This week's book giveaway is in the OCAJP 8 forum. We're giving away four copies of OCA Java SE 8 Programmer I Study Guide and have Edward Finegan & Robert Liguori on-line! See this thread for details.
This is again from Programming Pearls(Jon Bentely): There is a CAN conaining some number of white beans and black beans.and there is a big vessel containing black beans only.You pick up two beans randomly from the CAN.If the beans are of same color then you throw both of them and add one black bean from vessel.If beans are of different color,you put white bean again in CAN and throw just black one. 1)Prove that this process terminates so that there will be only one bean left. 2)For which values of number of white/black beans ,there is only white bean left in the CAN at the end of process? [ November 28, 2003: Message edited by: Capablanca Kepler ]
proof by induction... sort of... clearly, if there is only one bean in the jar, we're done. if there are two beans, then either they match or they dont. if they match, we get rid of both, and add one black bean from the vessel, leaving one bean. if they don't match, we throw away the black, return the white, leaving one bean. now, assume that if we have x beans left, we reduce to 1 bean. if we have x+ 1 beans, we can pick two, leaving x - 1 beans. either the two will match, or they won't. if they do, we throw them away, and add one black bean, leaving x in the can. we know this reduces to one bean. if the two don't match, we throw the black one away, and return the white one, again leaving x beans in the can. Q.E.D. not sure about the second part yet, will have to think on it some more...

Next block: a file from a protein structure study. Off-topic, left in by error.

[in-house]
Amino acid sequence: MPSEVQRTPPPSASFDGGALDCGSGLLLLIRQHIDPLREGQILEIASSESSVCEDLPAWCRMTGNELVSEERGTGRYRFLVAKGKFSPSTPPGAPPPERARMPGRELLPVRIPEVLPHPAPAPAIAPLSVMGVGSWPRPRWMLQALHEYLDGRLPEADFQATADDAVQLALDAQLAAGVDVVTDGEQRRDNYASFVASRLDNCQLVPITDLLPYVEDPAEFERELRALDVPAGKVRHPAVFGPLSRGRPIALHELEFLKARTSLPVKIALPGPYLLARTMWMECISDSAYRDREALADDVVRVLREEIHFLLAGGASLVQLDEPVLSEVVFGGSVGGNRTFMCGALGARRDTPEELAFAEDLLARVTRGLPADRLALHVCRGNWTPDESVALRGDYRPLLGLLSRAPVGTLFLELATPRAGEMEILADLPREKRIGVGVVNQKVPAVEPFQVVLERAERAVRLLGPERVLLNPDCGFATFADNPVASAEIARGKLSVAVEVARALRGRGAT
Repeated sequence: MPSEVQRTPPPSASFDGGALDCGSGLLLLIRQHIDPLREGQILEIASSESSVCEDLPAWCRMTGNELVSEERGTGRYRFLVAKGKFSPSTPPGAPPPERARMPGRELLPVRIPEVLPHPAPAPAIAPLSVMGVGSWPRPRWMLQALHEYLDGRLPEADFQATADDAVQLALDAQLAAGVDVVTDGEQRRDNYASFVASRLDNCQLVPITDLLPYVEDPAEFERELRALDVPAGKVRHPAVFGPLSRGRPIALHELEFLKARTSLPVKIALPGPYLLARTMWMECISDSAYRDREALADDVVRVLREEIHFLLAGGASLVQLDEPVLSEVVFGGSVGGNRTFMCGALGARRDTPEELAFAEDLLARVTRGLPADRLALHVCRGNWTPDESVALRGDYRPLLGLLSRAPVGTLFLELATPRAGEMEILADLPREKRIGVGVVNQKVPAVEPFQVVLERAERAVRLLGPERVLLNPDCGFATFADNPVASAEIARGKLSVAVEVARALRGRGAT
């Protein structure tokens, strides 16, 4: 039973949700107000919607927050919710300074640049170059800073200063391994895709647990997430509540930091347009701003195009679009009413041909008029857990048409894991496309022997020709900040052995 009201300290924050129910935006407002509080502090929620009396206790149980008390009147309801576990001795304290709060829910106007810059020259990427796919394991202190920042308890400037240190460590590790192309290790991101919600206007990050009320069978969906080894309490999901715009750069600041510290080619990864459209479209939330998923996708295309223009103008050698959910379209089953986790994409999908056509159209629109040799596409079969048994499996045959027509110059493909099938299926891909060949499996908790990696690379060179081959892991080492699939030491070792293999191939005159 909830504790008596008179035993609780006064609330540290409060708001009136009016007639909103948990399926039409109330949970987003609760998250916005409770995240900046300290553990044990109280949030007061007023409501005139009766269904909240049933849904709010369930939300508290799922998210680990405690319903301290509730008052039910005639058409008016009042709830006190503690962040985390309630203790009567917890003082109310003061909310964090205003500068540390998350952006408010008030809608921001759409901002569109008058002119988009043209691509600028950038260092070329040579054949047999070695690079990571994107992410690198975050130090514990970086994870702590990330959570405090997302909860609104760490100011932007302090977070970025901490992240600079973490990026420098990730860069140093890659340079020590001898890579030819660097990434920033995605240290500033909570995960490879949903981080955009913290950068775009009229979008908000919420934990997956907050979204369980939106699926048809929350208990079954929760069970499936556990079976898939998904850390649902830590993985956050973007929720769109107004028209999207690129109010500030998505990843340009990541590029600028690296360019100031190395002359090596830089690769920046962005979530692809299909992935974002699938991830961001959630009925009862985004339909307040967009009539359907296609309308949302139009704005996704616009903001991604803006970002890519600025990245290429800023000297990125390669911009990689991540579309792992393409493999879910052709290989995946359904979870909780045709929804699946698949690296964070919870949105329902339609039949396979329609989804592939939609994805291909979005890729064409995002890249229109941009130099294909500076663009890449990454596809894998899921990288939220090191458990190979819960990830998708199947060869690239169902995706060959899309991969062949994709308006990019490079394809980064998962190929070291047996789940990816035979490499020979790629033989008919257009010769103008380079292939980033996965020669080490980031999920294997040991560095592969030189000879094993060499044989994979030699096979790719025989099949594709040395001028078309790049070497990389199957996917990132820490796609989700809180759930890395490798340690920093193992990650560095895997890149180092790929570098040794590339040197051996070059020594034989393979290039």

There are only two hard things in computer science: cache invalidation, naming things, and off-by-one errors
yeah, probably, but my Math background just sort of kicks in automatically, and makes me do formal analysis. now i feel humbled... as to part 2, since the whites can only be removed in pairs, i think if you start with an even number of whites, they'll all disappear, if you start with an odd, you'll end up with one leftover. no formal proof this time, just gut reaction.
Joined: Mar 13, 2003
Originally posted by Timmy Marks: Odd number of white beans => white bean left at the end
Yes, I think this is right answer for second part.